Cost of Water Continues to rise, more sources go private

Water is a precious resource.  Newsweek  has a long article on “The New Oil” water.

The New Oil

Should private companies control our most precious natural resource?

Ethan Miller / Getty Images

Click to view a gallery about how we're losing our lakes.

Losing Our Lakes: Precious Resources at Risk

Sitka, Alaska, is home to one of the world’s most spectacular lakes. Nestled into a U-shaped valley of dense forests and majestic peaks, and fed by snowpack and glaciers, the reservoir, named Blue Lake for its deep blue hues, holds trillions of gallons of water so pure it requires no treatment. The city’s tiny population—fewer than 10,000 people spread across 5,000 square miles—makes this an embarrassment of riches. Every year, as countries around the world struggle to meet the water needs of their citizens, 6.2 billion gallons of Sitka’s reserves go unused. That could soon change. In a few months, if all goes according to plan, 80 million gallons of Blue Lake water will be siphoned into the kind of tankers normally reserved for oil—and shipped to a bulk bottling facility near Mumbai. From there it will be dispersed among several drought-plagued cities throughout the Middle East. The project is the brainchild of two American companies. One, True Alaska Bottling, has purchased the rights to transfer 3 billion gallons of water a year from Sitka’s bountiful reserves. The other, S2C Global, is building the water-processing facility in India. If the companies succeed, they will have brought what Sitka hopes will be a $90 million industry to their city, not to mention a solution to one of the world’s most pressing climate conundrums. They will also have turned life’s most essential molecule into a global commodity.

Lack of water is going to take out more data centers.  Think about this.

In the U.S., federal funds for repairing water infrastructure—most of which was built around the same time that Henry Ford built the first Model T—are sorely lacking. The Obama administration has secured just $6 billion for repairs that the EPA estimates will cost $300 billion. Meanwhile, more than half a million pipes burst every year, according to the American Water Works Association, and more than 6 billion gallons of water are lost to leaky pipes. In response to the funding gap, hundreds of U.S. cities—including Pittsburgh, Chicago, and Santa Fe, N.M.—are now looking to privatize. On its face, the move makes obvious sense: elected officials can use the profits from water sales to balance city budgets, while simultaneously offloading the huge cost of repairing and expanding infrastructure—not to mention the politically unpopular necessity of raising water rates to do so—to companies that promise both jobs and economy-stimulating profits.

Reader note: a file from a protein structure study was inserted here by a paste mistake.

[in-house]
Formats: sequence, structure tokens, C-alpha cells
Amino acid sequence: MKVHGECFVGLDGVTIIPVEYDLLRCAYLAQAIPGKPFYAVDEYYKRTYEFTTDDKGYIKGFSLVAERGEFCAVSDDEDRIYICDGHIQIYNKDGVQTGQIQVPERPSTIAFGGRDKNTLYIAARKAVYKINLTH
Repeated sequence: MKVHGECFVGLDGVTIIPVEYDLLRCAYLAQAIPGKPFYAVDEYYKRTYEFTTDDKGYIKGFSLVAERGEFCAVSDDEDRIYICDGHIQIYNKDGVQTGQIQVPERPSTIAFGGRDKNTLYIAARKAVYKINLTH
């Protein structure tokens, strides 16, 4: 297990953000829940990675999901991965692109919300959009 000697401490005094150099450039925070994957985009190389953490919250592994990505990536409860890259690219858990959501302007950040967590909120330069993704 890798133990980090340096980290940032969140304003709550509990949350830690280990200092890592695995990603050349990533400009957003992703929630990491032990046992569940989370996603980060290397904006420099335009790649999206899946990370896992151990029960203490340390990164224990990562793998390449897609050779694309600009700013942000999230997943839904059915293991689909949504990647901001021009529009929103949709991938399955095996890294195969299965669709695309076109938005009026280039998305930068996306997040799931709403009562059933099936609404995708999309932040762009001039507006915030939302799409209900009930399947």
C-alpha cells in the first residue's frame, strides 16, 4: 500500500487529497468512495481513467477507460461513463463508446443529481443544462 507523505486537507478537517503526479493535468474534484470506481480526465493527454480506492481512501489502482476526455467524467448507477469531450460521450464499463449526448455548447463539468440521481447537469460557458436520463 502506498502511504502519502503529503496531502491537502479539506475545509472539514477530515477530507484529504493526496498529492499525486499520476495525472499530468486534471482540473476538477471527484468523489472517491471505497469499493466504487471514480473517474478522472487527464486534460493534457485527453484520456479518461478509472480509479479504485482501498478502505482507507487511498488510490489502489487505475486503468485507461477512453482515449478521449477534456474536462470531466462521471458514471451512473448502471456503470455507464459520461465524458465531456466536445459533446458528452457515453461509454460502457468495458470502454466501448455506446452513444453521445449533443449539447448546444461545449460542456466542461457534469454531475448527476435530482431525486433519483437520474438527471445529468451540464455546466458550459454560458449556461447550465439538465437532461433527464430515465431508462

Of course, the reality doesn’t always meet that ideal. “Because water infrastructure is too expensive to allow multiple providers, the only real competition occurs during the bidding process,” says Wenonah Hauter, executive director of the nonprofit, antiprivatization group Food and Water Watch. “After that, the private utility has a virtual monopoly. And because 70 to 80 percent of water and sewer assets are underground, municipalities can have a tough time monitoring a contractor’s performance.” According to some reports, private operators often reduce the workforce, neglect water conservation, and shift the cost of environmental violations onto the city. For example, when two Veolia-operated plants spilled millions of gallons of sewage into San Francisco Bay, at least one city was forced to make multimillion-dollar upgrades to the offending sewage plant. (Veolia has defended its record.)

The smart people are looking to reduce water use in the data center as one of the biggest cost risks and availability  issues is water.

If you don’t think water prices will change.

The bottom line is this: that water is essential to life makes it no less expensive to obtain, purify, and deliver, and does nothing to change the fact that as supplies dwindle and demand grows, that expense will only increase. The World Bank has argued that higher prices are a good thing. Right now, no public utility anywhere prices water based on how scarce it is or how much it costs to deliver, and that, privatization proponents argue, is the root cause of such rampant overuse. If water costs more, they say, we will conserve it better.

A green data center needs a low water strategy.